So you’re single, but has it occurred to you that maybe you SHOULD be!
Now, put down the glass of wine and if you're hunched over like Quasi Modo, straighten up! We've got work to do!
Whether you are newly single or you’ve been in this…uh…”condition” for a while, take this time to assess who you were/are in a relationship, what happened, and how to prepare yourself to “soar” in love. Remember before Romeo and Juliet became the greatest romance of all time, he was deeply in love with Rosaline. His experience with Rosaline prepared him for the love he’d share with Juliet. (If you haven’t read Shakespeare since high school, its worth giving a second shot now that you’ve experienced more in life.)
Remember those teacher evaluations in college? This is like that. You cannot objectively assess the effectiveness of course until you’ve completed the class. It can be difficult, though not impossible, to evaluate if you’ve learned the lessons you were supposed to get from your relationships while you’re in it. That means the time you spend out of a relationship is a great opportunity for a mindful assessment of your dreams, your habits, your behavior, your goals, your nuances, your performance in pretty much every area of your life and ultimately it enables self-improvement. It allows you to expand your options in life and love.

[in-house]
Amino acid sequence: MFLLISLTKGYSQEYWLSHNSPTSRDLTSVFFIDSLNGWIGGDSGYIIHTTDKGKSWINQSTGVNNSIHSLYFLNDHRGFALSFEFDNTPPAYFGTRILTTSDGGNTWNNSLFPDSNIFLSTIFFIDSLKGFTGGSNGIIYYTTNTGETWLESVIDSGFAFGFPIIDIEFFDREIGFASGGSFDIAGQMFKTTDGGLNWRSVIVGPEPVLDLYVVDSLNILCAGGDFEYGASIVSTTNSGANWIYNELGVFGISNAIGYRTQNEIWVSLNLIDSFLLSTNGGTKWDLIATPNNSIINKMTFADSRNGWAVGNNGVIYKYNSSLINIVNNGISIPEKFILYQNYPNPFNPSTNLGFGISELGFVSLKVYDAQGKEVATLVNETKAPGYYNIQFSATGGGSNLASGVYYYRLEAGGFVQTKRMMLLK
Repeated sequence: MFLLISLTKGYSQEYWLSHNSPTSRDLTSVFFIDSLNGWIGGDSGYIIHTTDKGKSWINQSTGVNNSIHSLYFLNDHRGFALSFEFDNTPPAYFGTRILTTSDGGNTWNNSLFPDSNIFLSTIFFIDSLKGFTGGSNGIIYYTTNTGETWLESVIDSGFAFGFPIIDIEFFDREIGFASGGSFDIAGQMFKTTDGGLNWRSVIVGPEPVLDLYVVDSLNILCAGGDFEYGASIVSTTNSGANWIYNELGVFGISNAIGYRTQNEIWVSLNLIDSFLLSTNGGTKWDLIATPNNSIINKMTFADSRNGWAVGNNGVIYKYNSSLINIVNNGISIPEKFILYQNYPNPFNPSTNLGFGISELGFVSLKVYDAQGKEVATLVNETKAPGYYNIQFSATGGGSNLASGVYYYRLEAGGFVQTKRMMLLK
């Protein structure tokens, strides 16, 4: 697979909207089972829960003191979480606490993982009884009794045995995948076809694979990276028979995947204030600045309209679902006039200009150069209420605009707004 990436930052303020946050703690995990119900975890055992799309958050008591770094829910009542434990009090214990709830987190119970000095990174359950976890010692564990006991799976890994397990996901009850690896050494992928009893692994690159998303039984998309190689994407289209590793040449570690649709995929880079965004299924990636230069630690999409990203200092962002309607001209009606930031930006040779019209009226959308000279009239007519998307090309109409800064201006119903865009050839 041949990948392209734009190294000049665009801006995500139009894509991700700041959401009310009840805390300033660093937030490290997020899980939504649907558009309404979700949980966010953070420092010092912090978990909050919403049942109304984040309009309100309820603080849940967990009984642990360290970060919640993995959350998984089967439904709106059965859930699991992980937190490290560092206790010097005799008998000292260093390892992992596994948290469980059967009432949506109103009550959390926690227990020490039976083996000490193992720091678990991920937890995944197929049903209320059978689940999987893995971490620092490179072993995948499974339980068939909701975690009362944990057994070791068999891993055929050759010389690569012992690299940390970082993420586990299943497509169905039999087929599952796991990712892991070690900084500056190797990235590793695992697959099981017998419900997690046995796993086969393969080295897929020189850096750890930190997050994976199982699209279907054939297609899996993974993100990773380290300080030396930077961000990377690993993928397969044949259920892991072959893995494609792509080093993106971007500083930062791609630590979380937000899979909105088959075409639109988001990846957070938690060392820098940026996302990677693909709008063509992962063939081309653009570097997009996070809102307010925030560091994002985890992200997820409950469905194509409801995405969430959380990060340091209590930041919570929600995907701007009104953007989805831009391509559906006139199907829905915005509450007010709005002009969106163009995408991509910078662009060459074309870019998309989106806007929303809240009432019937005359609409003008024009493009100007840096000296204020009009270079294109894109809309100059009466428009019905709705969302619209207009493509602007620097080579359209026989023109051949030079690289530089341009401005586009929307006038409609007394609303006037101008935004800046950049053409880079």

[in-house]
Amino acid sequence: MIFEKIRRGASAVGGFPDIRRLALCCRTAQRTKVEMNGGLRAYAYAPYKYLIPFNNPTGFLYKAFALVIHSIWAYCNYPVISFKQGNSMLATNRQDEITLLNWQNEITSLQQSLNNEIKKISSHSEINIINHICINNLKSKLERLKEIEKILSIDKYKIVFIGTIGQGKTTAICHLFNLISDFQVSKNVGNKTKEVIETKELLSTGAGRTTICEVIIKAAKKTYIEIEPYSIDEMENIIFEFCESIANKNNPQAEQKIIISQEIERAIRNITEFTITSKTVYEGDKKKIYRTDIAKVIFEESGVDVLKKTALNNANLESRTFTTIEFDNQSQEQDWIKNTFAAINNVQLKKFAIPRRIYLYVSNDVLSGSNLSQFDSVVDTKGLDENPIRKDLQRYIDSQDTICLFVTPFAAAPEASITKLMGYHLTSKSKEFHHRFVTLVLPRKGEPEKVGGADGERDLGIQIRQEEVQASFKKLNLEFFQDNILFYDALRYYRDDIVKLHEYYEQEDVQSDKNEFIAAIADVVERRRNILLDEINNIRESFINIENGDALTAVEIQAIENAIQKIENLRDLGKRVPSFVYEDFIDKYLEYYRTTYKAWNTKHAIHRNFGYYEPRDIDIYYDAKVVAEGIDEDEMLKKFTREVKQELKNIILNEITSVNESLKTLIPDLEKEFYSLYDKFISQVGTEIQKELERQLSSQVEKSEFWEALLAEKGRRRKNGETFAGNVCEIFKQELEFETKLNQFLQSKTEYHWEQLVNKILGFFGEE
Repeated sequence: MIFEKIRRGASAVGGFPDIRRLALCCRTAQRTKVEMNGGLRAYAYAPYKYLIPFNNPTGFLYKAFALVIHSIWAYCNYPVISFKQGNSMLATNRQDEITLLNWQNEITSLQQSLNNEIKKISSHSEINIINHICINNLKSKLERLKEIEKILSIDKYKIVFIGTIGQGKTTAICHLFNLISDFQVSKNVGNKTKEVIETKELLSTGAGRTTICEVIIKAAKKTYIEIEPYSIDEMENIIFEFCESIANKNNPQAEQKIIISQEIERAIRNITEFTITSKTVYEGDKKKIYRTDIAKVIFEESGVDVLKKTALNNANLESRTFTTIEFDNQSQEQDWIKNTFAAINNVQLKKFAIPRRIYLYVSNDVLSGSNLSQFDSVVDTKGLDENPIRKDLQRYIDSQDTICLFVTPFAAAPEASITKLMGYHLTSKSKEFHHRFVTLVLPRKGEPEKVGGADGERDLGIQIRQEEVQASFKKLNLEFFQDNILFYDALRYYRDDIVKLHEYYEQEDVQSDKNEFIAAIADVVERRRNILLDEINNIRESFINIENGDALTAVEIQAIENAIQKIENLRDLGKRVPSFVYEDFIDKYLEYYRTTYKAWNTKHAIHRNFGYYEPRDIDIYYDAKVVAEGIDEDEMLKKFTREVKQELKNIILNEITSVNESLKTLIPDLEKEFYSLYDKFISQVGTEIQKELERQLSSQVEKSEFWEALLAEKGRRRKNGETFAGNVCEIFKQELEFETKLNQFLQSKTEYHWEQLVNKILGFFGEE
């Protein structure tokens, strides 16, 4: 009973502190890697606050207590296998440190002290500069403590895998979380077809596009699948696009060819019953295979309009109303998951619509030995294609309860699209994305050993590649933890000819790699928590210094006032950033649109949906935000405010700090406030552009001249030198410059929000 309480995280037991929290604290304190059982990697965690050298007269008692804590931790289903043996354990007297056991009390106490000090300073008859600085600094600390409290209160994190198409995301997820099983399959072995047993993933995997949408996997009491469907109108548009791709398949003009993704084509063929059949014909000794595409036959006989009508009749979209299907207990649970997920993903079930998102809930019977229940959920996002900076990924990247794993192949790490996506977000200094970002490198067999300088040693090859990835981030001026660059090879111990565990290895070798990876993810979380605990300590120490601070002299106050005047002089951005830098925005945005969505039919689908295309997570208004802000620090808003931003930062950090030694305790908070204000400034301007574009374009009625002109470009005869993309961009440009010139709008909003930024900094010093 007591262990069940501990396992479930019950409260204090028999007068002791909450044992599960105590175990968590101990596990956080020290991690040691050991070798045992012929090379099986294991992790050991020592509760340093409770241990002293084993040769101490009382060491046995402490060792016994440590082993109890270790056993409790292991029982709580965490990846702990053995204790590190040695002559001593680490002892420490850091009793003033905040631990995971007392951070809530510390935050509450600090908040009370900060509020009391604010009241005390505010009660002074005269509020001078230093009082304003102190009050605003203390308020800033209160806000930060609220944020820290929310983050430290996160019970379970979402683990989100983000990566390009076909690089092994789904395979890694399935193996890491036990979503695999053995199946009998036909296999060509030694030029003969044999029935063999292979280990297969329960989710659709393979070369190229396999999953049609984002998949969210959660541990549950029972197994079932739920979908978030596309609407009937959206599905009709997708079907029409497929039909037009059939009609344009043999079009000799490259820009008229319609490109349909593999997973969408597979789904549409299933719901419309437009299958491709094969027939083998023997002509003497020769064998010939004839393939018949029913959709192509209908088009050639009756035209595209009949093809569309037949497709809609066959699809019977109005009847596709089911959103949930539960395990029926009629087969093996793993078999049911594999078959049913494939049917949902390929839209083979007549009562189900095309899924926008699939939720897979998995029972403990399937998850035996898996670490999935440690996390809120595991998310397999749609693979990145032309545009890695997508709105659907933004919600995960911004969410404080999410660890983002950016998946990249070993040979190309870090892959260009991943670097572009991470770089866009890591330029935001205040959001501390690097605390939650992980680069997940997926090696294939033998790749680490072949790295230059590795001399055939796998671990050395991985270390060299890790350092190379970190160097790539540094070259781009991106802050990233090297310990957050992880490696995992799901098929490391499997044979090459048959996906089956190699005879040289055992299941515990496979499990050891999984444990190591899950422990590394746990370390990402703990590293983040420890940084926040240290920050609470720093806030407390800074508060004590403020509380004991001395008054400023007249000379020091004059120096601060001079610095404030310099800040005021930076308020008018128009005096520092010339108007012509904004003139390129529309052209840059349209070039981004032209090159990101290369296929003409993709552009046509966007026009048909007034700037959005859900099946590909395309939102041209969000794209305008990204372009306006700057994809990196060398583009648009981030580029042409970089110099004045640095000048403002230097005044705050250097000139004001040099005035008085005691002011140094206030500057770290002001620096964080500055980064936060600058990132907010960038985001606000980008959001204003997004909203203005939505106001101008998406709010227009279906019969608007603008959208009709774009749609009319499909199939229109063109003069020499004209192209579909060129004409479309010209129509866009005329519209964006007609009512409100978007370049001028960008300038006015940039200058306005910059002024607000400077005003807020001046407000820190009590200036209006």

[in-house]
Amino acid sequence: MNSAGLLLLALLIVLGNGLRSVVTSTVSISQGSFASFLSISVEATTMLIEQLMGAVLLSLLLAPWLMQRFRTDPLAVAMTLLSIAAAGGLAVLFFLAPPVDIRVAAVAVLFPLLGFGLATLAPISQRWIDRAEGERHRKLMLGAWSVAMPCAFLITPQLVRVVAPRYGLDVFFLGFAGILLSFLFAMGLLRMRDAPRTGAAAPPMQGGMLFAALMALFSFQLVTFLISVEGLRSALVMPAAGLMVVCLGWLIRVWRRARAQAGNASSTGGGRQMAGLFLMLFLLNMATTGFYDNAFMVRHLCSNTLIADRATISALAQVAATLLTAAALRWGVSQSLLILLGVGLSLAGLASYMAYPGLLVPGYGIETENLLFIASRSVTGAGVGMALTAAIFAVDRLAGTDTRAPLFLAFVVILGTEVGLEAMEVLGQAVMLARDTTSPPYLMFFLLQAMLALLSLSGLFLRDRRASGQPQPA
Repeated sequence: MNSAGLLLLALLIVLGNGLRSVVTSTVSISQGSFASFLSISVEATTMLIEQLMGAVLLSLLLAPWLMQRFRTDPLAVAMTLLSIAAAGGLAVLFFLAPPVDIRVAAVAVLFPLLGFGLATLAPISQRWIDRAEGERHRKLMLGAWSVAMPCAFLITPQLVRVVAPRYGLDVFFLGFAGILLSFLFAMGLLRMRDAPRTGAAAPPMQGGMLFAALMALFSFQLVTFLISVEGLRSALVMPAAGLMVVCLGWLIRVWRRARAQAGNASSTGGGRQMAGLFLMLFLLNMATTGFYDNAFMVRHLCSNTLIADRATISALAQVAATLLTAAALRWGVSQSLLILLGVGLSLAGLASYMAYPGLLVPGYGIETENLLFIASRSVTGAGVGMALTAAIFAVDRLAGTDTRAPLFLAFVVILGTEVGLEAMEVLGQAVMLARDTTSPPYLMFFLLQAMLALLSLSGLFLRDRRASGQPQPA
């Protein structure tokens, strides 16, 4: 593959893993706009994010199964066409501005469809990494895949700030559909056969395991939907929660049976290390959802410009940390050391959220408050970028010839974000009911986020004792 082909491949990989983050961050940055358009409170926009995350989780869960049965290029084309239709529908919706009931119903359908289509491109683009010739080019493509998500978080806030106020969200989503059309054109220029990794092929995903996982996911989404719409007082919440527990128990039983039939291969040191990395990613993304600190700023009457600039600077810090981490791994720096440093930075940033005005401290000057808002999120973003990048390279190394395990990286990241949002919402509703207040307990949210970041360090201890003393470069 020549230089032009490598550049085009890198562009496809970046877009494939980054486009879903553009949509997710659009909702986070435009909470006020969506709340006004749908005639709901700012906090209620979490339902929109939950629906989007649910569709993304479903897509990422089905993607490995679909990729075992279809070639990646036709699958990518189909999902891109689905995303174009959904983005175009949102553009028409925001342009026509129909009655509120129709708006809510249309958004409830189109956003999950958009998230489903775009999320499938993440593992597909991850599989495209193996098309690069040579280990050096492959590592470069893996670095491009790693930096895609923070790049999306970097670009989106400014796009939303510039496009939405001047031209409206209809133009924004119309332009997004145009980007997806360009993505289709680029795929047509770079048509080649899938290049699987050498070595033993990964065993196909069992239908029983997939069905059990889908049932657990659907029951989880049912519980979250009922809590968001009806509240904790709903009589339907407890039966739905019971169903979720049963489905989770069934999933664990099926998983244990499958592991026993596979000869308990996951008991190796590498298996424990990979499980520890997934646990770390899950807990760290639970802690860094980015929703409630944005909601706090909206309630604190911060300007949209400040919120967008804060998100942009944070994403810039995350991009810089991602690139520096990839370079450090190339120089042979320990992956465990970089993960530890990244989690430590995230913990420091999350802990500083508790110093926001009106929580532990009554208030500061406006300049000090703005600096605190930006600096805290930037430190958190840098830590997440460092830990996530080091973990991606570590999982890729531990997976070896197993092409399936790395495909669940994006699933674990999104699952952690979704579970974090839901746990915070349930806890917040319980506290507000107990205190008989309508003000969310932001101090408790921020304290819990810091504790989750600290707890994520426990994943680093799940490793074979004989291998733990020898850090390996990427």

Have you learned your lesson?